Jay Bildstein, Personal Standards, Work

Personal Standards, Passion and Work

Do you have personal standards? “What do I mean?” you ask. Okay. Do
you weigh yourself daily or weekly? If you do, what is the number
you want to see on the scale? When you shop for clothes, let’s say
jeans, are you happy buying any pair you fit into, or do you have
an expectation of fitting into a certain size?

I suspect that most of us want to see a certain weight on the scale. We also want to fit into clothing of a certain size. Sometimes we meet our expectations or standards, sometimes we do not. Often, if we do not meet our self-imposed expectations for a while, we change our standards. This can be bad or good, depending on whether our standards were realistic to begin with.

It is likely that we do not think about the weight we want to see on the scale or our pants’ size as personal standards, yet they are. We need not call something by its name for it to be what it is. We might name our cat Dog, but in the end it is still a feline.

If you take a personal inventory, I am sure you will find areas of your life in which you maintain standards; maybe not in the area of bodyweight or body size but likely in other areas. I wonder, though, how many of us maintain personal standards when it comes to self-improvement, lifelong education and achievement in the workplace.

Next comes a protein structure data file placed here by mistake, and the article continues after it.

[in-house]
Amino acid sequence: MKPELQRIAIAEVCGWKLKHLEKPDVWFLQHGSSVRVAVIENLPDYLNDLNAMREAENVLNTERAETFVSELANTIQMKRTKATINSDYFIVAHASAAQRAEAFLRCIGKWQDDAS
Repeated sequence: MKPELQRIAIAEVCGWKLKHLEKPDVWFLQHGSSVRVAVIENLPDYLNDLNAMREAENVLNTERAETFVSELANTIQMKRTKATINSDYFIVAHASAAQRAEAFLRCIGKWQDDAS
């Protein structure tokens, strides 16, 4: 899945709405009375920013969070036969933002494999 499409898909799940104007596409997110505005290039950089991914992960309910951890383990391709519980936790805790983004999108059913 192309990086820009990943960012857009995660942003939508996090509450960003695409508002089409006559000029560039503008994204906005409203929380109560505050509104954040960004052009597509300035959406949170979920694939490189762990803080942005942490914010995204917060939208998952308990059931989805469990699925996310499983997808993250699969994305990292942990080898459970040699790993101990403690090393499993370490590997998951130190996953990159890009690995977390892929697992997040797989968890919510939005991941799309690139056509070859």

How many of us end up with jobs, which we stay in for years if not our entire lives, and stagnate in them. Every morning we head to work, just looking to make it through the day. We come home, only to begin the cycle the next day. Is there passion for what we do? In many cases the answer is no, and therein lies the challenge.

I believe we can develop passion for our work, by doing a couple of things. First, we need to expand our horizons and look at what we do for a living differently. Instead of complaining about the drudgery of work we need to develop creative approaches to instill passion within ourselves. And, of no less importance, we need to have personal standards when it comes to our jobs/careers.

When we have no standards for our performance, we are likely to have no passion as well. Having personal standards gives us goals to strive for. In turn, this can help instill passion in us for what we do.

Image courtesy of [worradmu] / FreeDigitalPhotos.net

*Authors note: You might see this column pop up online in a newspaper, under the name Both Sides. I am publishing this column here first at CYInterview.com. For a bunch of years, I have been writing newspaper columns. Since my columns have received a good response on CYInterview, I thought I would share it with you. Hope you enjoy.

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